• Updated

Students will soon get to learn more about managing their personal finances because of revisions to economics courses.

The state Board of Education approved the revisions to high school economics courses that expand into the personal finance portion of the curriculum.

“Personal finance is an important area of study that helps provide students with the knowledge and skills to manage financial resources effectively,” said Mandy Johnson, executive director of College and Career Programs for the Douglas County School System.

The courses will call for students to learn more about managing budgets, building credit, protecting against identity theft and understanding tax forms, student loan applications and pay stubs.

Douglas County Schools Superintendent Trent North said the school board had been discussing ways to incorporate personal finance concepts in the students’ curriculum.

“Board members recognize the value of financial literacy in today’s world,” North said. “Now we are all excited to see these changes successfully implemented in our economics curriculum. With these changes, our students will have the opportunity to impact their communities and financial futures.”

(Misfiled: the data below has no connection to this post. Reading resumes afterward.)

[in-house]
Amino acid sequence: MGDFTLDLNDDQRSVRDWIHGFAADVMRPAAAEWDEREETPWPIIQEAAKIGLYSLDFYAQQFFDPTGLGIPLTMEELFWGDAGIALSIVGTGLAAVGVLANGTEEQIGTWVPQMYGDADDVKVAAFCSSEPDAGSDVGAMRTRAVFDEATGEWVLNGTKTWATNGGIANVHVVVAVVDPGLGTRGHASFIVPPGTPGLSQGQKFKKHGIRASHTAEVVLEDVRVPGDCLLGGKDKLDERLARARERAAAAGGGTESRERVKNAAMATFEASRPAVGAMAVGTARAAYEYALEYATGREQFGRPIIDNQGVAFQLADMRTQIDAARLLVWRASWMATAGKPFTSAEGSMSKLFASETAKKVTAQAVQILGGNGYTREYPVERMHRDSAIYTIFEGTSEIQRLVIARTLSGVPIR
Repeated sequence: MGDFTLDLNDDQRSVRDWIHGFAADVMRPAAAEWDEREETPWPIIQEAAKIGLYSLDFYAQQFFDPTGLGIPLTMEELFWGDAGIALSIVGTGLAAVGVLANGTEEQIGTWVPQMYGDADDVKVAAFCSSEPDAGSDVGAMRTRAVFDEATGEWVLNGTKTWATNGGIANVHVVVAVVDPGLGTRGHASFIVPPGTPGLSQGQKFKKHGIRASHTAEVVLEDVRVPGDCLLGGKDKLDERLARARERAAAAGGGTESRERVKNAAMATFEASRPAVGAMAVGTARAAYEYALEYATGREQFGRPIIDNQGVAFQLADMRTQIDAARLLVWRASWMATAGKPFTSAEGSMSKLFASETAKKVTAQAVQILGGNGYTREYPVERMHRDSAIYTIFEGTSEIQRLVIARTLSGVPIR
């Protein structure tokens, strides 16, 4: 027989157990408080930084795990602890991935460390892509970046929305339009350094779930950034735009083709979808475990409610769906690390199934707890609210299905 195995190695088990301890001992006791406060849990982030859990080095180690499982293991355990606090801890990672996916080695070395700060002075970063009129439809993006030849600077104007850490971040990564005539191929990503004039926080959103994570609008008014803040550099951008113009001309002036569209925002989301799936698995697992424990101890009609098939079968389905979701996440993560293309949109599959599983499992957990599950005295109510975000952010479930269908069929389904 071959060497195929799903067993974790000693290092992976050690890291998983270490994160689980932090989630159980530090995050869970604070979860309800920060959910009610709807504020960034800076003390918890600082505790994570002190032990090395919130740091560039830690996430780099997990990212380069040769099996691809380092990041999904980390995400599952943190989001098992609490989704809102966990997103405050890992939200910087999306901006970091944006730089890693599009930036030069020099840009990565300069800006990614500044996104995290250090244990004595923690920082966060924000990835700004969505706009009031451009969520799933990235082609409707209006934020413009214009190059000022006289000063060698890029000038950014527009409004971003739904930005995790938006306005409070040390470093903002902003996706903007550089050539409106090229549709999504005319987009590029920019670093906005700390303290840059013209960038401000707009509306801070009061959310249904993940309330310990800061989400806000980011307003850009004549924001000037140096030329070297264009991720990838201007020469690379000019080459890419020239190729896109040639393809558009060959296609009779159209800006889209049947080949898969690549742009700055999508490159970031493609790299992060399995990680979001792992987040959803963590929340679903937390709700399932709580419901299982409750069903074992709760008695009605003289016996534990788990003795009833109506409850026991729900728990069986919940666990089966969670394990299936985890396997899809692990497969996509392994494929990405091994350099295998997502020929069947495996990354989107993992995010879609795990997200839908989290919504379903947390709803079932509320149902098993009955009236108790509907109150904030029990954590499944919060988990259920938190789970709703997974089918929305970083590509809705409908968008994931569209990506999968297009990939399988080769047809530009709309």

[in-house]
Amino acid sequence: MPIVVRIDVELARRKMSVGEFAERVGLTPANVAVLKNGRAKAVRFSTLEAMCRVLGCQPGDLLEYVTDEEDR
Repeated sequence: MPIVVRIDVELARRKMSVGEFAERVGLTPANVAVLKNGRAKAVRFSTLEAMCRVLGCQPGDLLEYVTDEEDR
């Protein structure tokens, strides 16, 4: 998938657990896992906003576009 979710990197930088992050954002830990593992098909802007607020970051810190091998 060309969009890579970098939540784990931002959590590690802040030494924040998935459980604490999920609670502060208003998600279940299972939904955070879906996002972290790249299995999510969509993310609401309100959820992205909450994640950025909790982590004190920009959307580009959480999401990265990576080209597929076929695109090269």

State School Superintendent Richard Woods, who proposed the changes, agreed.

“I strongly believe education is about preparing students for life,” Woods said. “This revised course will ensure that every Georgia high school student will learn essential life skills like managing a budget, filing taxes, and using credit responsibly, while also gaining an understanding and appreciation of free market principles.’

A committee of content-area teachers and finance industry experts helped developed the courses. They also received public comment to get input from teachers, parents and students.

The curriculum changes will take effect during the 2022-23 school year.

Johnson said the new revisions will represent about 51% of the economics course.

“The newly approved revisions will give Douglas County students a better foundation for financial decisions after high school,” Johnson said. “These financial decisions are significant and prepare them for a lifetime of economic well-being.”

Capitol Beat News Service contributed to this article.